As the fight against Covid-19 rages on, doctors and nurses are on the front lines in hand-to-hand combat, grocery store and delivery workers are keeping supplies flowing and scientists are working on treatments and vaccines that would put an end to the fighting for good.
But a critical component of our response effort is largely being overlooked: our existing contact tracing workforce.
In every state around the country, there is a special force called Disease Intervention Specialists (DIS); these 1,600 individuals are focused on stemming the spread of infectious diseases through contact tracing
— the act of identifying those who have come in contact with someone infected by a disease. Run out of state and local health departments and supported by the CDC’s STD prevention program, these workers have more than half a century of expertise working with the very communities impacted the most by Covid-19 — low income communities and communities of color. Since World War II, DIS has been redeployed to help stop the spread of some of our greatest public health crises
, including HIV, Ebola, and Zika.
Over the past few weeks, tech companies like Apple and Google have tried to offer an alternative approach to contact tracing
. While technology absolutely must play a role in our nation’s recovery from this pandemic, it cannot replace the human touch. As an opt-in only app, the technology not only requires the willingness of individuals to share highly personal health data with large tech companies, but it also requires people to own a smartphone, leaving out roughly 20% of the population
— most of whom are the most marginalized and most vulnerable.
While in-person contact tracing may seem like an analogue approach, states like New York
and California recently announced robust plans to build statewide contact tracing units. In California
, these contact tracers would be overseen by the existing workforce in state health departments that have the expertise necessary to help meaningfully bend the infection curve downward. But as of now, there is no unified national strategy that leverages this existing workforce.
Many state governors seem unaware of the expertise they already have. And while Massachusetts and Illinois
have announced plans for how they will handle contact tracing, they are outsourcing the work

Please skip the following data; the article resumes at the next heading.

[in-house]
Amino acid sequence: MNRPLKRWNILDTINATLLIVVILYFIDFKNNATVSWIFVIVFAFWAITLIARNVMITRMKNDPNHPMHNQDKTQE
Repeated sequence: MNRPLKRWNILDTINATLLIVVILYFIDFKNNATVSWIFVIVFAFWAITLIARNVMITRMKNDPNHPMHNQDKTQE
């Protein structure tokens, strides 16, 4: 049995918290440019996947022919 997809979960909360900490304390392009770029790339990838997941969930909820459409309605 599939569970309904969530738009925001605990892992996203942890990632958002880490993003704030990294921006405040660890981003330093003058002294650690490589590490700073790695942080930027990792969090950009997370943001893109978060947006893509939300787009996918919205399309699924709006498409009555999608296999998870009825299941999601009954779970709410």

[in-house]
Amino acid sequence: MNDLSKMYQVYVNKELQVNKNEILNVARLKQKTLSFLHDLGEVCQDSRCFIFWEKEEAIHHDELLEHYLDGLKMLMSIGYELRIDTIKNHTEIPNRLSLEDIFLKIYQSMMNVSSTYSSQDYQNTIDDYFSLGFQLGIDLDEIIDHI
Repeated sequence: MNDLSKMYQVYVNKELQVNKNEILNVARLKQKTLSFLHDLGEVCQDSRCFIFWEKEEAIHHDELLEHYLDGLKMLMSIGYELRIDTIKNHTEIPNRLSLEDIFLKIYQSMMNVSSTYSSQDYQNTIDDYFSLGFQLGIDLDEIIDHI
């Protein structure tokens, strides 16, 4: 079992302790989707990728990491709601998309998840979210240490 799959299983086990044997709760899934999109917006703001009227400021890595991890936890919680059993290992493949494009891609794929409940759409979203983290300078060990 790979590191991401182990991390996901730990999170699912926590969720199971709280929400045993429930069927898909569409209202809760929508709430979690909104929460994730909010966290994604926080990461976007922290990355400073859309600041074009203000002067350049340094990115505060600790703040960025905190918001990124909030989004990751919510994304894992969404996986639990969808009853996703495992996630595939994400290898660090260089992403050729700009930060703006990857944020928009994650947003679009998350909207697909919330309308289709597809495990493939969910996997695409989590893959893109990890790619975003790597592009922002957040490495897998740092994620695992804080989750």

rather than relying on the existing and more advanced contact tracers that exist within their health department.
As this war rages on, continuing to disproportionately impact black and Latinx communities, it is clear what needs to happen: states must prioritize the existing DIS workforce in their state health departments to assist with the contact tracing effort and the CDC must make a considerable investment in the long-term sustainability of DIS not only to fight back against Covid-19, but to prepare for health crises to come. For nearly 20 years, congressional funding has remained the same for DIS without any adjustments for cost of living or to combat the radically increased STD rates; only last year was there a marginal increase
. The funding is allocated by the CDC to support hiring these individuals, and it is only a fraction of what is necessary to shore up this army.
As we prepare to fight back against this infection, we cannot do so with anemic ranks. By investing in DIS now, Congress and the CDC will provide states the opportunity to hire, train and deploy contact tracers, and it could also provide secure employment for those without work, amid one of the greatest unemployment crises our nation has ever seen
At a time when we are seeing the highest STD rates in our nation’s history
and pandemics like Covid-19 are likely to continue, building this public health army to get America working again is the legacy our leaders in the White House and CDC should leave. As our country slowly considers reopening sectors of the economy, one thing is for certain — we cannot safely do so without increased investment to bolster our DIS workforce, and a unified strategy to deploy these skilled contact tracers.
This is a war we can win. But, without adequate support for this existing workforce from state leaders, the CDC, Congress and the President of the United States, many more lives will be lost and we will continue to lose ground.